Archive for June 2011
Modern mines collect veins of materials, which have been trapped over millions of years in the sediment. Once out in the open they can get into the ground water and move down hill with the normal erosion patterns and water flows. This is because the minerals have been buried for centuries underneath in layers from previous periods. In the old Berkeley Pit, a copper mine which is closed not far from the Sunlight Goldmine in Montana, the rain water mixing with the minerals left in the bottom of the Pit was quite toxic and contained arsenic, which is harmful in large amounts to humans and animals. Although arsenic is a poison, it is part of the natural occurring minerals in nature and common to that area. Small traces are not to bad, but once they become to high it is cause for alarm.
Most of the Copper Mines in the United States have been closed. Such as the famous old mine in AZ, Bisbee Mine. Arizona at one time had many copper mines. In 1972 Congress passes the Federal Clean Water Act to protect our fresh water supplies from mining waste. Years later many had become Super Fund Sites. Today our modern technologies can prevent pollution and still allow for mining, but since most have been closed and other nations are now in the Global Market selling these materials and there is little chance for the United States which was once a power house in mining to get back into the game.
If you aren’t a part of any of the two above mentioned industries, wake up and smell the coffee. Both are high powered industries with robust forces driving them skilfully. With the United States alone having 6 million new citizens every single year, the demand for real estate is indispensable and soaring. Similarly home based businesses are equally popular on account of the acute flexibility, versatility and expedience they offer. Top that with a low-investment and big rewards and you have an impeccable business model that flourishes over a period of time.
Compared to the home business industry the real estate industry requires a larger start-up capital depending on how strong you want to build your business. There are operational and administrative costs in addition other high overheads to contend with and a volatile market that is constantly at the mercy of fluctuating trends. A home business on the other hand can be started with minimum investment and can function with negligible overheads as there isn’t an office rent or high electricity, transport or telephone bills involved. No expensive equipments are required (depending on the venture again) in a home business in contrast to the stockpile of photocopy, fax and other mechanisms required by a real estate enterprise.
The real estate industry is no doubt a high turnover industry that has absolute potential to reap rich profits for its investors. However, the recent economic global slowdown has given little opportunity for construction activity or selling and purchasing of high-end real estate in the past few months. The real estate industry has being lying low for sometime in comparison to the hyperactive home business industry that is devising new and inventive ways to stay afloat in a plunging economy. Home businesses have become the buzz word, with people from varied backgrounds rapidly donning the entrepreneurial mantle.
This is not to say that the real estate industry has been shoved to the back burner – Au contraire – real estate dealers who are smart enough have spotted the opportunity to take advantage of a slow moving market to satiate demands that are rising each day. Due to a liquidity crisis most construction ventures have come to a halt. The stunted cash flow is one of the prime reasons for this phenomenon. Therefore you have a situation where the inventory is dipping and an impending demand is building up. This spells a latent real estate industry energy that is waiting to explode making both the real estate industry and the online business good options to invest in.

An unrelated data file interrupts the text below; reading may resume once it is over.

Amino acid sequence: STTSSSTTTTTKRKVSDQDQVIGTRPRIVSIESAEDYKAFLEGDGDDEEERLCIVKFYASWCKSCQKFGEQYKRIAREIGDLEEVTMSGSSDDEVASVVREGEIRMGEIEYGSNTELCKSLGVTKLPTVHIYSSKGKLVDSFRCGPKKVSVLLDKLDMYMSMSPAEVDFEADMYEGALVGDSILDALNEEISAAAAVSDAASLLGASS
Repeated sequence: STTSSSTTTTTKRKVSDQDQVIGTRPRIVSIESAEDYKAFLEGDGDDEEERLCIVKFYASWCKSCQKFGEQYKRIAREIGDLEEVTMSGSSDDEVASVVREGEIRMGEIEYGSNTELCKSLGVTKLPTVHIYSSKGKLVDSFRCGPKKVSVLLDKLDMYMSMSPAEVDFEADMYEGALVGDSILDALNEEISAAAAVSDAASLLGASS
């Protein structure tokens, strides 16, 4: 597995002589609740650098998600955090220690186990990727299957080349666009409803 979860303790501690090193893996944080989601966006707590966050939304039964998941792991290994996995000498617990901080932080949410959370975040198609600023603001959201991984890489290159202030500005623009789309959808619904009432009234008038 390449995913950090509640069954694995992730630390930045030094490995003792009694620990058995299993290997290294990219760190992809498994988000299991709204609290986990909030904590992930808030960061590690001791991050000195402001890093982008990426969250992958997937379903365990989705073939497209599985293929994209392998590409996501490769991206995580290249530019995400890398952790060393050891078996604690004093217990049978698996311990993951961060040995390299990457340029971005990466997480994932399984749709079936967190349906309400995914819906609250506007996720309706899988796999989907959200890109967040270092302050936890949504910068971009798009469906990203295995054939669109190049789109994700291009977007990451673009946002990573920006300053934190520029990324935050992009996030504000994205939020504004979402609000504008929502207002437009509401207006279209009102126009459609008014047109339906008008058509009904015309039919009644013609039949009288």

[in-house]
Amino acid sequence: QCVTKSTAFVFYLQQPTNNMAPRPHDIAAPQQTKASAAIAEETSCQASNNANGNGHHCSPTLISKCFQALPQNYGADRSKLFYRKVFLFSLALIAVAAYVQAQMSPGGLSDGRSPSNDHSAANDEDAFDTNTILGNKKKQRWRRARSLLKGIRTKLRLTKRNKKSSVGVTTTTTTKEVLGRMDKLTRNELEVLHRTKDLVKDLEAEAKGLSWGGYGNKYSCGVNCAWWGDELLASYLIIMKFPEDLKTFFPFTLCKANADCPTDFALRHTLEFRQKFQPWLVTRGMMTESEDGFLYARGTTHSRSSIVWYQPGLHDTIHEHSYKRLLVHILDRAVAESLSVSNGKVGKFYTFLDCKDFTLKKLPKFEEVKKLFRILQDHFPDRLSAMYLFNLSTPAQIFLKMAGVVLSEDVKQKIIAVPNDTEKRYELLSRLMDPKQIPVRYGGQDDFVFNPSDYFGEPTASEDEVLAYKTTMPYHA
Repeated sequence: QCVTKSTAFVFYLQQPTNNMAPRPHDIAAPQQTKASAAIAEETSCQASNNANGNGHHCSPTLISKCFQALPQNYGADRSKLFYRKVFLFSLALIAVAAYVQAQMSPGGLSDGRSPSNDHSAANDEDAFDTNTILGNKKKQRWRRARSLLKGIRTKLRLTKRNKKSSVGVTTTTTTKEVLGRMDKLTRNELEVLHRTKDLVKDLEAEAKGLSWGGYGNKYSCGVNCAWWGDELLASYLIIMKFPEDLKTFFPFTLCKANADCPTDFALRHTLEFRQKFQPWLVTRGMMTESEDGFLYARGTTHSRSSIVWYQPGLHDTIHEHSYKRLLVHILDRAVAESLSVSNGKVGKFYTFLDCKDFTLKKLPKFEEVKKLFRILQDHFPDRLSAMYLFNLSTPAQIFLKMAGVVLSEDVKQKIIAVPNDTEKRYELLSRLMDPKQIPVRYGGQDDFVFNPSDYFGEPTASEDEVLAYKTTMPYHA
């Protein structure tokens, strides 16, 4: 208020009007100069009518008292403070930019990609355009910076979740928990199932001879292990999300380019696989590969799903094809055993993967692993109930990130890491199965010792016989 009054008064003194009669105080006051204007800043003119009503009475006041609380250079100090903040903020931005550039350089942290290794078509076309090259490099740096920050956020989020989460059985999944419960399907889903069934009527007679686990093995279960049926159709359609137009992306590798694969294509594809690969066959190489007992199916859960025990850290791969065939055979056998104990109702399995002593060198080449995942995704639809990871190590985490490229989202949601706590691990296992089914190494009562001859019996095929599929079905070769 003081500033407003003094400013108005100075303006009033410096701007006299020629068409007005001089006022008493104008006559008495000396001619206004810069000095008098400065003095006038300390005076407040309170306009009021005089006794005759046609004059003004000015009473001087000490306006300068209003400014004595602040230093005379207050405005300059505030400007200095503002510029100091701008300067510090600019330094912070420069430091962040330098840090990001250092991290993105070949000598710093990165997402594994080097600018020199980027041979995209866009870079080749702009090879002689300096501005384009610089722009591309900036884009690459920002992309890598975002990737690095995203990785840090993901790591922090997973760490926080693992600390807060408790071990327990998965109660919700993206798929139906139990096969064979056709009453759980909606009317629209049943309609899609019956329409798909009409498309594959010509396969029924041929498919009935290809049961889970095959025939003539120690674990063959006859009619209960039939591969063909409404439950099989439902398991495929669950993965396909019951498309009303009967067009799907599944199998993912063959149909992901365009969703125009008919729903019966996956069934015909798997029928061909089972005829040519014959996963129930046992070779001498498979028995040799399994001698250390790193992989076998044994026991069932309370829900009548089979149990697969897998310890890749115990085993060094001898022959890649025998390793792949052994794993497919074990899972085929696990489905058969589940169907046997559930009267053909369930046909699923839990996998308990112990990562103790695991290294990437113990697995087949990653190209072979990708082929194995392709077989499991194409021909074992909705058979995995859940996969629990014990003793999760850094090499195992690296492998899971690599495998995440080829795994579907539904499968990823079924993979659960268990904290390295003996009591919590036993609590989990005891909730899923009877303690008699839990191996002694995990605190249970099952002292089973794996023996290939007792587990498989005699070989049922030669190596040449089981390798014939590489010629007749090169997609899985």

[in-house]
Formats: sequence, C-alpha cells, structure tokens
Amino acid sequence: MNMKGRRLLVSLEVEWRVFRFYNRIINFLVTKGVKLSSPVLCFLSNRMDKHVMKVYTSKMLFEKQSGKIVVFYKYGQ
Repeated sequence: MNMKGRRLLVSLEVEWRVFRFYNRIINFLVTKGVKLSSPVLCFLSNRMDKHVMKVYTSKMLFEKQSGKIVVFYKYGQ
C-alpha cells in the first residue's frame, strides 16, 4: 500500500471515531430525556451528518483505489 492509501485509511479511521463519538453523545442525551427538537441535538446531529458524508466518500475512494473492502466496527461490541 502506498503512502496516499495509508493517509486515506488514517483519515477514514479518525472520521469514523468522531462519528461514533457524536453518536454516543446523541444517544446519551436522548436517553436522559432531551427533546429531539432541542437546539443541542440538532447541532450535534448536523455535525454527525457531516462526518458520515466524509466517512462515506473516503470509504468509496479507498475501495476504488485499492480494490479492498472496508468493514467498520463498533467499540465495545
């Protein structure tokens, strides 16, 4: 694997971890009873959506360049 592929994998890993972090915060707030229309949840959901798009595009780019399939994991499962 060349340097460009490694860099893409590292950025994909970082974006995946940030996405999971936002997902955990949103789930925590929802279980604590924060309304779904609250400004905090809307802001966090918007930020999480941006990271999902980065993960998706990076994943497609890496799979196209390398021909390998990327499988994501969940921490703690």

A majority of all industrial occupations involve overexertion that invariably leads to accidents and hazards. Handling and storing materials in different industries involve diverse operations such as hoisting tons of steel with a crane; driving a truck loaded with concrete blocks; carrying bags or materials manually; and stacking palletized bricks or other materials such as drums, barrels, kegs, and lumber. A survey reveals that an estimated 30 percent of the workforce is exposed to the hazard of lifting everyday. Materials handling equipment are an essential solution for reducing the risk of physical injuries for employees at work place.
Manual material handling implies unaided moving of objects, which often leads to twisted and awkward postures resulting in musculoskeletal disorders. Moreover, with the increase in the female population at workplaces and a generally older workforce, risk of injuries due to manual material handling has certainly increased. Having the right material handling equipment has become essential for a smooth and efficient workflow and high productivity.
Material Handling Equipment can be custom built in any shape or form to suit any application. Material handling equipment is used to transport, stack, recover and feed bulk materials. The concept of material handling equipment is to provide bulk material handling solutions to industries worldwide. Rollers, belts and chains are among the items that can be incorporated into a custom-built piece of material handling equipment. A variety of hydraulic and electric drives are also available. Every piece of equipment is ruggedly constructed for many years of operation.
The perfect choice of material handling equipment and good design of the material handling system and facility layout can increase productivity and reduce investments and operations’ costs. When deciding what material handling equipment to use, it is important to take into account the general characteristics of the equipment types available in the market.